Multi-manager  

Fund Selector: Could US spring surprise?

John Chatfeild-Roberts

For many years we have been asked about the opportunities within emerging markets.

On a long-term view, with their massive and dynamic populations, the benefits of investing in these regions have seemed crystal clear.

However, no great investment theme is ever a straight line to riches, and the emerging markets are no different.

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At this point in emerging market development, let us look at three key countries: China, Japan and the US.

China, the nation that has thrived from being the outsourcing capital of the world, has lost its labour-cost advantage, which may well mean opportunities for others.

What Japan (or more specifically the yen) does from here is key for many export-orientated emerging economies, as well as countries such as Germany. How do you compete with superior Japanese exports that are becoming more competitively priced by the day?

And the US, the ultimate export destination, though not completely out of the woods yet, has cleansed many of her past ills. She is growing, with a productive labour force, a plentiful supply of cheap energy, and is becoming more competitive by the day – potentially to the detriment of some emerging markets.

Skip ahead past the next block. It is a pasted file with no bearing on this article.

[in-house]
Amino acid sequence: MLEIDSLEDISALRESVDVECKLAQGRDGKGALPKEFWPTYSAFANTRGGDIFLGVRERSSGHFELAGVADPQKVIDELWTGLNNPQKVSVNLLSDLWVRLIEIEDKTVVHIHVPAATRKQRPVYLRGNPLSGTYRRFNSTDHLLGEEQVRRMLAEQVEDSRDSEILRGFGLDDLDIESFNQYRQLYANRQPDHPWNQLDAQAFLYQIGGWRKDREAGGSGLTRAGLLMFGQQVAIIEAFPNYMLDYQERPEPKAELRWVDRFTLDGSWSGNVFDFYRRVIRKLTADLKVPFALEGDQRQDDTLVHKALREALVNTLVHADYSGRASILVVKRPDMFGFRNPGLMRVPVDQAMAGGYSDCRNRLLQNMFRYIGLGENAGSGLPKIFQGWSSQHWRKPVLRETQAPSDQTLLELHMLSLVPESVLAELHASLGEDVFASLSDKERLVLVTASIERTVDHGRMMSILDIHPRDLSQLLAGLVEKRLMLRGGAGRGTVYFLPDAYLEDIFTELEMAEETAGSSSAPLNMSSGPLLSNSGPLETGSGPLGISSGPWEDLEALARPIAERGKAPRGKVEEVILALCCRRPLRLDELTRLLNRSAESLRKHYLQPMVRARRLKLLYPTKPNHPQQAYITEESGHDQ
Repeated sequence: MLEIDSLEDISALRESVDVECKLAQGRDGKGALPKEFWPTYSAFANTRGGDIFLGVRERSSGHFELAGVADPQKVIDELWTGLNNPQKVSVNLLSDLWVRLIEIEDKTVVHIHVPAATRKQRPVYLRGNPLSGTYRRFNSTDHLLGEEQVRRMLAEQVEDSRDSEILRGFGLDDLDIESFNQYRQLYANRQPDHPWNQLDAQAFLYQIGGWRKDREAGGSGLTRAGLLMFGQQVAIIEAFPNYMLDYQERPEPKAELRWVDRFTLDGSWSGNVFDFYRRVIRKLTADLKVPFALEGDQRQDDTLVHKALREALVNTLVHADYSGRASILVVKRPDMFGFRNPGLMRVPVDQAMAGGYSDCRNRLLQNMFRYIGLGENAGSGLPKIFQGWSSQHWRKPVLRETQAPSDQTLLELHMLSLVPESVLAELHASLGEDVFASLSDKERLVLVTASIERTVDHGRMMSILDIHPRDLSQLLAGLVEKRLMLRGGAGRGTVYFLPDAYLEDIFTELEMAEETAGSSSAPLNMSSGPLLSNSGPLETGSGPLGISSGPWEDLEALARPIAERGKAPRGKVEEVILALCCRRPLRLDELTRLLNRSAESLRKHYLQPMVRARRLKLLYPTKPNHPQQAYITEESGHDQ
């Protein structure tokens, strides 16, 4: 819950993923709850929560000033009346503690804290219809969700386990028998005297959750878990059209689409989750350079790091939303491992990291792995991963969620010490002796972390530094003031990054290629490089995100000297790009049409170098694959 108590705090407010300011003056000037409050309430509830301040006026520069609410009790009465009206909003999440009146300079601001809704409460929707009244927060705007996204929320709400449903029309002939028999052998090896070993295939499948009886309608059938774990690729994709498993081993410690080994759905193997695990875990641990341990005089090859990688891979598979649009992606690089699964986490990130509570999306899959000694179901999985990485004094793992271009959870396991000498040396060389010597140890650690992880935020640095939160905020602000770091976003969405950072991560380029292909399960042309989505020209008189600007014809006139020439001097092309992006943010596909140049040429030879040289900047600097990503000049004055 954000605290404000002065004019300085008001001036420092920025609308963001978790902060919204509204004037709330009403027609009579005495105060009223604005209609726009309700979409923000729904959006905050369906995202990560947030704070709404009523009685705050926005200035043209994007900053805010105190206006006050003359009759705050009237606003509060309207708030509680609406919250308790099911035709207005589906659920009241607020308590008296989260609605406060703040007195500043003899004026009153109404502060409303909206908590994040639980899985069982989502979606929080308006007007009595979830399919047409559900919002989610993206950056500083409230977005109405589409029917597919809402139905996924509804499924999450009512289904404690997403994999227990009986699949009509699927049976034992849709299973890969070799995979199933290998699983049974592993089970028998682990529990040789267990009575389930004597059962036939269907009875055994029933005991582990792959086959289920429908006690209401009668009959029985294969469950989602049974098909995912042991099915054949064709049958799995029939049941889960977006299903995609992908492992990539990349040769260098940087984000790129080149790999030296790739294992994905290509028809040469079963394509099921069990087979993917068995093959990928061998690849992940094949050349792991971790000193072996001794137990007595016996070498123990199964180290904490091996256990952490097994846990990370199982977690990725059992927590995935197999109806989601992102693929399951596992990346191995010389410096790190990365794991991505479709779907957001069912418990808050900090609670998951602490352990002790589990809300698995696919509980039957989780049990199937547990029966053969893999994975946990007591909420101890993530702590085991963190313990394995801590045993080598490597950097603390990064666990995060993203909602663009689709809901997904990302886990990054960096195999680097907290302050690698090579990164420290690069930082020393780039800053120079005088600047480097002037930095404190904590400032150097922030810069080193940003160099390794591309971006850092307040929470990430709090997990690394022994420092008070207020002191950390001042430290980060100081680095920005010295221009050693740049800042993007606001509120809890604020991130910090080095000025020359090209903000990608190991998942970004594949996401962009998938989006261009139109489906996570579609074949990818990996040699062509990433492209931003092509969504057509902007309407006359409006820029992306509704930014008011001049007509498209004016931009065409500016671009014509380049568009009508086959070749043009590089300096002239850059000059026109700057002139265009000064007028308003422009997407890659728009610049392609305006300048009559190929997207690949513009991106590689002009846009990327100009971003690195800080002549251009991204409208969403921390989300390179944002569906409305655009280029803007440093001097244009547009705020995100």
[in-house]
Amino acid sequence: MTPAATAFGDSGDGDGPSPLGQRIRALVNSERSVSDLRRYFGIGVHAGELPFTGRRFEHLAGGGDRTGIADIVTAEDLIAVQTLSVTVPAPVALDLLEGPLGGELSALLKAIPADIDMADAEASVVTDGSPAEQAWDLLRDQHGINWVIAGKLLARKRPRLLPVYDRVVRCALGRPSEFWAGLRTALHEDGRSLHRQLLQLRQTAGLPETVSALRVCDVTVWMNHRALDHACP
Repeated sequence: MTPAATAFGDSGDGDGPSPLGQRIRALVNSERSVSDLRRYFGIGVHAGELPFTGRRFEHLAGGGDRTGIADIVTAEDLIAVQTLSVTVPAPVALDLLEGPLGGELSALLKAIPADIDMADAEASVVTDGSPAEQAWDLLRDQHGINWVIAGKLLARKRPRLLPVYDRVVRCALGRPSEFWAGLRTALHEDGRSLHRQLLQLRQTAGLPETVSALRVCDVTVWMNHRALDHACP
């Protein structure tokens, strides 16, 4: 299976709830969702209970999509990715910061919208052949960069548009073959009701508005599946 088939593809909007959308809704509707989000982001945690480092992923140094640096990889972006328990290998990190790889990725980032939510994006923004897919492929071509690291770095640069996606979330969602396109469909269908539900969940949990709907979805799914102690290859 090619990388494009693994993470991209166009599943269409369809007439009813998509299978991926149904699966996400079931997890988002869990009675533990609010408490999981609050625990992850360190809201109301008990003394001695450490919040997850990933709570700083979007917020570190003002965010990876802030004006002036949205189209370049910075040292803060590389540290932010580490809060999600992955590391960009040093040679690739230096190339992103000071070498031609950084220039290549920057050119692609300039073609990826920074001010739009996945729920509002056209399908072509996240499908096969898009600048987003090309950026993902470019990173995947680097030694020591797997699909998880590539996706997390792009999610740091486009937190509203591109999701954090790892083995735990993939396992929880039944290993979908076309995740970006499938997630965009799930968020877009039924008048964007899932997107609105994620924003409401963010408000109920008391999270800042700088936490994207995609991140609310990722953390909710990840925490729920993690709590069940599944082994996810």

Due to their size and growth, emerging markets should not be overlooked. Some Latin American domestic investments look fair value, but the index is dominated by a few big exporters that are best avoided.

Asia is home to some of the world’s great companies and selectively the most well-managed and financially secure are always worthy of consideration. The Russian market should be cheap, and it is. Very. But it is hard to see what will unlock that value.

With the stated intentions of the Chinese leadership, would the best way to exploit the long-term development of the world’s emerging regions be via the largest global consumer-brand companies?

And would it not be ironic if the best performing ‘emerging market’ might just be middle America?

Though if Japan really does pull off the reflation of its economy, then ‘middle Japan’ might just grab this accolade.

John Chatfeild-Roberts is chief investment officer at Jupiter Asset Management